TW wants to have cake, eat it too

As several outlets are reporting, HBO plans to launch a trial project called HBO On Broadband, in which subscribers can watch the channel’s programs — such as the highly acclaimed series The Wire — on their computers for several weeks after they air. Of course, the programs can’t be downloaded or transferred to another device, and they eventually expire, but it’s still a step forward, if only a limited one.

As the Hollywood Reporter notes, however, an interesting twist to this particular offering is that HBO is a subsidiary of Time Warner, the media giant that has confirmed its cable subsidiary is rolling out metered Internet access. In other words, one part of the TW empire is giving you more content to watch — content that sucks up the gigabytes — and the other is planning to charge you by the gigabyte.

That may fly with the boys in finance, but if I were a Time Warner cable subscriber and an HBO fan, I would feel like I was getting squeezed between a rock and a hard place. Cynthia Brumfield of IPDemocracy doesn’t think it’s really that big a deal, but I think it’s a sign of the conflicting pressures that media conglomerates like TW find themselves under. Steve Bryant of Reel Pop has more on the HBO deal.

An inspiring talk by Jeff Cole

Along with Mark Evans and Rob Hyndman, I sat in on a terrific presentation given Friday morning by Dr. Jeff Cole, the director of the World Internet Project (thanks to Jordan Banks of eBay Canada for inviting me). The WIP is a joint project organized by the UCLA Center for Communication Policy (now the USC Annenberg School Center for the Digital Future) and involves research in more than 26 countries, including Canada, into how people use the Internet.

Not surprisingly, Dr. Cole – who is a compelling and funny speaker – talked a lot about how Internet use has increased, how broadband penetration has increased, how newspapers are dead, how TV is doomed, how the advertising industry is in major upheaval, and so on. Not a big news flash, at least not to anyone who has been paying attention over the past decade or so. One of the commenters on Mark’s post about the event asks why he was so impressed with the presentation – after all, this is all “superficial and obvious.”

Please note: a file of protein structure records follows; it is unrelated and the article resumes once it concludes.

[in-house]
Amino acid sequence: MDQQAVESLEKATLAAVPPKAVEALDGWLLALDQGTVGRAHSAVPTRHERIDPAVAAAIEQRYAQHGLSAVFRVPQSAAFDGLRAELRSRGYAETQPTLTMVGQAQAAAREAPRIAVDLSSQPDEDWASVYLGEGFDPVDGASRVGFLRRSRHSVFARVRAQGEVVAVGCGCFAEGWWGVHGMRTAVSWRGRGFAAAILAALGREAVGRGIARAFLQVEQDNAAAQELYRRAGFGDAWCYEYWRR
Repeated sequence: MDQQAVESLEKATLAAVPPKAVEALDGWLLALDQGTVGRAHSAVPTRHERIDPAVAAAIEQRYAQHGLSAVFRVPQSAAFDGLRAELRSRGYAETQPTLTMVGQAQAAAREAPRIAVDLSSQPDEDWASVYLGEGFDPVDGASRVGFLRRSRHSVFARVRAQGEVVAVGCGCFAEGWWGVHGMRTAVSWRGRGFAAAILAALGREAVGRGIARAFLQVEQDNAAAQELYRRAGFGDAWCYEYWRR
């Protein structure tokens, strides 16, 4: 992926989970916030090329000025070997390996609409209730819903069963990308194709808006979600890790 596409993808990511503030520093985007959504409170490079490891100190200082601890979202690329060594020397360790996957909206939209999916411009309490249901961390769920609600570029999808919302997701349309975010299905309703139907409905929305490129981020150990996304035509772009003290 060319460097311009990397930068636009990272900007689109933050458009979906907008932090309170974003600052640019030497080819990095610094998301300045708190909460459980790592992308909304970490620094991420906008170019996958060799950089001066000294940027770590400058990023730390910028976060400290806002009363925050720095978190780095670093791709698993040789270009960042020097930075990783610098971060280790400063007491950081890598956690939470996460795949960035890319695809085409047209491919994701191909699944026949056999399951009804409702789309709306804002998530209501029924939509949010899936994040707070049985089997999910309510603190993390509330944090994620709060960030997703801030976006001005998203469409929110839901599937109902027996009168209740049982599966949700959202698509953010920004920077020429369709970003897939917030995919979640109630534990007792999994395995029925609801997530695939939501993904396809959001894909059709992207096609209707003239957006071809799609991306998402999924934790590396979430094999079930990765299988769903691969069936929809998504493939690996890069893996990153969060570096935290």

But as Mark notes, it is one thing to believe these things and even to have read about them – but it really brings those points home when someone like Dr. Cole lays out the picture in such detail, and with five years of intensive surveys and research to back it up. In particular, it was interesting to hear about how broadband changes the way people approach the Internet even in subtle ways, since it changes the process of getting online from being an occasional, almost ritualized event – in which people make lists of things they want to accomplish when they dial up, and then disconnect when they are done – to something that is far more a part of their lives all the time, using it now and then in small ways.

In that sense, Dr. Cole noted, the Internet has followed the same kind of evolution that TV did. People used to schedule their TV watching around a particular show, and then turn it off when that show was over – but more recently people simply switch the television on whenever they are in the room, even if they don’t know what they want to watch. In the same way, the Internet has gone from a destination for specific purposes to something that is just “always on.” At the same time, people have moved their PCs and Internet use out of the back room or office and into either the living room or the kitchen, which has made it much more a central part of their everyday lives.

There was plenty more that was fascinating in Dr. Cole’s presentation – how people feel more empowered politically and socially as a result of having the Internet, how it is making younger users more interested in becoming creators of content instead of just consumers, and other things that we hope participants at our mesh conference in May will be interested in discussing. For more of his findings you can read the World Internet Project summary report.

An expose on telecom bait-and-switch

I don’t know telecom analyst Bruce Kushnick, but I’m definitely interested in the subject of a new book he has written (and is selling himself using the Internet). In a nutshell, the topic of his book is a scam that the major U.S. telecoms pulled on the American government — and the American people — by effectively promising high-speed, fibre-optic Internet in return for concessions on licensing requirements and other regulations set by U.S. telecom regulators. Then they reneged on their end of the bargain.

Steve Stroh, who has been covering the telecom and networking industry as an independent consultant for some time, has written about Kushnick’s book on his blog, and so has veteran telecom consultant Gordon Cook, and Richard Stastny of the VOIP and Enum blog, and David Isenberg, a fellow at Harvard’s Berkman Center for Internet and Society, on his blog.

Given that kind of support, I’m prepared to believe Kushnick’s version of events has some truth to it, since several of the people mentioned above have said that he has documentation backing up his claims. Beyond that, it certainly sounds like something the telecom companies would do — they may even have believed it when they said it. But the U.S. certainly doesn’t have anything like the 45-megabit-per-second connections that the telcos promised.

And it definitely sheds a different kind of light on their repeated claims that Internet content companies should be paying more for access to their pipes (something my friend Rob Hyndman has written about many times). It sounds to me like U.S. consumers have already paid for it several times over.